Friday, March 4, 2011

Library: An Unquiet History by Matthew Battles

First sentence:

"When I first went to work in Harvard's Widener Library, I immediately made my first mistake: I tried to read the books."


"Throughout the ages, libraries have not only accumulated and preserved but also shaped, inspired, and obliterated knowledge. Matthew Battles, a rare books librarian and a gift narrator, 'entertainingly traces the evolution of the library through the centuries,' [New York Times Book Review] from Boston to Baghdad, from classical scriptoria to medieval monasteries, from the Vatican to the British library, from socialist reading rooms and rural home libraries to the Information Age." -- from the back cover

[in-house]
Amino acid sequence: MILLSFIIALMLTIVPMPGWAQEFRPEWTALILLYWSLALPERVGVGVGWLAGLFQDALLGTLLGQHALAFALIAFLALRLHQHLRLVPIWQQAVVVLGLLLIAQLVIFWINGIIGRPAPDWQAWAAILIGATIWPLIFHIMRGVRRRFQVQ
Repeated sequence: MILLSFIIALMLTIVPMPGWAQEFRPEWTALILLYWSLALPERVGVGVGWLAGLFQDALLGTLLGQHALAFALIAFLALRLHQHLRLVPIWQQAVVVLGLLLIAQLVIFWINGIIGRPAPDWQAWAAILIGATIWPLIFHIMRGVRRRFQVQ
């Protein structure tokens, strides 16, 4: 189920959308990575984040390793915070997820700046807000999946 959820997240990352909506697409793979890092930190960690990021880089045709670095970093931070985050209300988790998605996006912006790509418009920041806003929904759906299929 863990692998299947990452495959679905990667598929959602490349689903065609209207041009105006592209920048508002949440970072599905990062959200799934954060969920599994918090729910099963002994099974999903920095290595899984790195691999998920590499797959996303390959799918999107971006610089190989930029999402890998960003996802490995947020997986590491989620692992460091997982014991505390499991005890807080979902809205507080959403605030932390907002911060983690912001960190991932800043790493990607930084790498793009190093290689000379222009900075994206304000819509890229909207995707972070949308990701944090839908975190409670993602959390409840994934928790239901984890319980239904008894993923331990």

My thoughts:

I enjoyed this engaging book about libraries, books, writing and knowledge. I liked learning about how writing on bamboo stalks influenced the look of Asian writing and how Antonio Panizzi changed the card catalog "...from an inventory to an instrument of discovery" [p. 130].

Date read: 3/3/2011
Book #: 9
Rating: 3*/5 = good
Genre: nonfiction

ISBN-10: 093325644
ISBN-13: 9780393325645
Publisher: W.W. Norton
Year: 2003
# of pages: 214
Binding: Trade Paperback

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